Shi'ite cleric wants apology from Pope

Top Lebanese Ayatollah urges pontiff not to believe Jewish "propaganda."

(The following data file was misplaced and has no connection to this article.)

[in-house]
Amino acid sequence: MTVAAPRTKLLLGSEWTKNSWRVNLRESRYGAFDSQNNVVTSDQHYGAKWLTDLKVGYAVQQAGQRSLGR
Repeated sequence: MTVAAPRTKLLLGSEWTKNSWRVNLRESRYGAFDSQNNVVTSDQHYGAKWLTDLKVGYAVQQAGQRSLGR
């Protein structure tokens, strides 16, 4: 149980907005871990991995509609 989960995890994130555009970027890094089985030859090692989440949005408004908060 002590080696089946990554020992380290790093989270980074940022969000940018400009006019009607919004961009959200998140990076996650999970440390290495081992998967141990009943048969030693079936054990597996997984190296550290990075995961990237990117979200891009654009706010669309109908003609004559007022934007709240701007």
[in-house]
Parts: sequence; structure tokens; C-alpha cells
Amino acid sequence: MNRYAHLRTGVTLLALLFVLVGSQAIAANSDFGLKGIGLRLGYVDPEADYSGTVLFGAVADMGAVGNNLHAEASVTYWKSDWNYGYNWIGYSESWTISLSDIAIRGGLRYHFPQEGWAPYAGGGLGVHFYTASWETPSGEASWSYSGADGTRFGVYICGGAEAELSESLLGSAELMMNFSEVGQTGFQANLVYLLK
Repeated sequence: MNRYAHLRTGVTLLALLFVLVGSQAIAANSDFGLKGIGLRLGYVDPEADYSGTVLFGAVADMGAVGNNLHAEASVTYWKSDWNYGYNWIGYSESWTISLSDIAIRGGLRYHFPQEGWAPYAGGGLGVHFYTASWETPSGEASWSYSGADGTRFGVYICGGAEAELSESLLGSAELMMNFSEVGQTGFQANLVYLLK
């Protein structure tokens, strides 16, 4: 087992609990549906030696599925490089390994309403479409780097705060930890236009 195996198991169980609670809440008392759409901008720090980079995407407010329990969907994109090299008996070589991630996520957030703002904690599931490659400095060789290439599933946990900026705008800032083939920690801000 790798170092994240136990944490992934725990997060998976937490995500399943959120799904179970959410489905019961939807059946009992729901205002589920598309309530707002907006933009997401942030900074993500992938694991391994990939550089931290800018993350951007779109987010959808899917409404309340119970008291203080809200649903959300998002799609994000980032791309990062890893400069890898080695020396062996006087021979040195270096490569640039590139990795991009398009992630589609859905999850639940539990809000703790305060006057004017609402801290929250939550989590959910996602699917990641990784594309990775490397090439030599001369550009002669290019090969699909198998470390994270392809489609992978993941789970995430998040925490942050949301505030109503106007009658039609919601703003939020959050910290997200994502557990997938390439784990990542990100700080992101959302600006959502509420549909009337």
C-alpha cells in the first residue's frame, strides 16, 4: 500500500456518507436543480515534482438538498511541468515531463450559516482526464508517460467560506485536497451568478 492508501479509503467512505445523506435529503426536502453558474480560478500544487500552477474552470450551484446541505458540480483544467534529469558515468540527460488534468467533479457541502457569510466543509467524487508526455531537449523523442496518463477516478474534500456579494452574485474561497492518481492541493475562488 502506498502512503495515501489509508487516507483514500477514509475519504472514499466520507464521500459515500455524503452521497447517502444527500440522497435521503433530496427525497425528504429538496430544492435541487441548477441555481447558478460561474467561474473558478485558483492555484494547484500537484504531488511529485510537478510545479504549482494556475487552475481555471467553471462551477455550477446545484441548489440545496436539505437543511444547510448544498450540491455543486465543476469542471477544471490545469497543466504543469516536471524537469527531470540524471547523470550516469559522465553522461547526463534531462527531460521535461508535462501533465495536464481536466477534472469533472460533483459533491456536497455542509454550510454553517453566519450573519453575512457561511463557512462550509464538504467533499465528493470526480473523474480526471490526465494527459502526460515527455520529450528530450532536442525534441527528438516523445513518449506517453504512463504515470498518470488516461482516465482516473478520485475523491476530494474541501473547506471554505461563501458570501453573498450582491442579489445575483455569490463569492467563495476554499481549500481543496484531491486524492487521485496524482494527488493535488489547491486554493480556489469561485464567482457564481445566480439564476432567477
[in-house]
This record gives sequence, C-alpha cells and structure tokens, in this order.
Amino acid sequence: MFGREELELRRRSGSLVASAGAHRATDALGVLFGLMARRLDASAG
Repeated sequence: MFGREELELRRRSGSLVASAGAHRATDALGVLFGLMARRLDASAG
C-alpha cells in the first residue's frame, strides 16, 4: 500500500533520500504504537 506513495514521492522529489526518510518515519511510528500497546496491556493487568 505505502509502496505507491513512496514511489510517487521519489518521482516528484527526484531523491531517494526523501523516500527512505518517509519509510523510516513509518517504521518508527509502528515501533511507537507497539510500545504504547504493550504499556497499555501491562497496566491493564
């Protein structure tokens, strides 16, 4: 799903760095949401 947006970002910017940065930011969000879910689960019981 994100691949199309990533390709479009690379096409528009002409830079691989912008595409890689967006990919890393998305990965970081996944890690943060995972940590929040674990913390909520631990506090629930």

Lebanon's most senior Shiite Muslim cleric on Friday denounced Pope Benedict XVI's recent remarks about Muslim holy war as Egypt warned that the pope's comments could incite violence between Muslims and Christians. "We do not accept the apology through Vatican channels ... and ask him (Benedict) to offer a personal apology - not through his officials - to Muslims for this false reading (of Islam)," Grand Ayatollah Mohammed Hussein Fadlallah told worshippers in his Friday prayers sermon. Fadlallah's words were some of the strongest yet in response to the pontiff's remarks on Islam's prophet Muhammad and holy war, during a speech this week in Germany, which angered many in the Muslim world. "We call on the pope to carry out a scientific and fastidious reading of Islam. We do not want him to succumb to the propaganda of the enemy led by Judaism and imperialism against Islam," Fadlallah said. Other Islamic and Middle Eastern leaders have demanded an apology from the pope, and one Kuwaiti lawmaker called on his government to restrict new churches from opening. Egypt's Foreign Minister called on the pope to explain himself after insulting the Muslim world. "He has to explain himself, and tell us what exactly did he mean," Ahmed Aboul Gheit told The Associated Press in Cuba. "It can't just be left like that." The pope quoted from a book recounting a conversation between 14th century Byzantine Christian Emperor Manuel Paleologos II and an educated Persian, on the truths of Christianity and Islam. "The emperor comes to speak about the issue of jihad, holy war," the pope said. "He said, I quote, 'Show me just what Muhammad brought that was new, and there you will find things only evil and inhuman, such as his command to spread by the sword the faith he preached,"' Benedict quoted the emperor as saying. On Thursday, the Vatican said the pope had not intended to offend Muslim sensibilities with the remarks. But the comments continued to reverberate Friday. About 100 worshippers demonstrated after Friday prayers at Cairo's Al-Azhar mosque, the Sunni Arab world's most prominent institution, chanting "Oh Crusaders, oh cowards! Down with the pope!" Many attributed the pope's comments to a larger political bias against Muslims. "This is part of the whole war against Islam. Whenever we close a door on evil, they open another door," said an Egyptian man who spoke on condition of anonymity because of the sensitivity of the matter. "These Christians are all infidels. Benedict himself is an infidel and a blind man. Doesn't he see that the wars in Iraq and Afghanistan and other places were waged by Christians?" another worshipper said. One of the protest's organizers, a Muslim Brotherhood figure, shouted into a microphone, demanding an official apology from the Vatican. Hundreds of Egyptian riot police wearing black helmets and carrying heavy shields surrounded the mosque, preventing protesters from spilling over into the streets. Fadlallah said he condemns "and protests in the strongest terms" the pope's comments, "particularly his quoting without any occasion of the words of the emperor in which he insults Prophet Muhammad." Lebanese Prime Minister Fuad Saniora instructed Lebanon's ambassador to the Vatican, Naji Abi Assi, to visit the Vatican Foreign Ministry to seek clarifications on the pontiff's remarks, a Lebanese government official said Friday. Gheit also directed his country's embassy in the Vatican to demand a clarification and asked for a script of the speech he gave, Egypt's Foreign Ministry said. The ministry also warned that the pope's remarks could lead to violence in the Middle East. "Such remarks will have negative impact on the sought efforts to support the dialogue among religions and civilizations, and will only lead to inciting sedition and sectarianism," the ministry in a written statement issued by the country's Information Ministry. In Kuwait, lawmaker Daifallah Burmiyah said an apology from the pope is not enough and urged the government to issue a law that restricts new churches from opening. "There will be no goodness expected from a nation that doesn't protect it's religion," Burmiyah said in a written statement. The Syrian grand mufti, the country's top Sunni Muslim religious authority, sent a letter to the pope saying he feared the pontiff's comments on Islam would worsen interfaith relations. Sheik Ahmad Badereddine Hassoun, a moderate cleric, said in the letter addressed to the pope and delivered to the Vatican embassy in Damascus that the comments "raise intellectual, cultural and religious problems between followers of religious faiths." "We expect that what has been attributed to your holiness is not true and hope we can all work together on spreading divine values that call for harmony, accord and cooperation," Hassoun wrote. Hassoun later delivered a scathing sermon in which he denounced the pope's remarks. "We have heard about your extremism and hate for Arabs and Muslims. Now that you have dropped the mask from your face we see its ugliness and extremist nature. We call on you to apologize to Muslims," he said.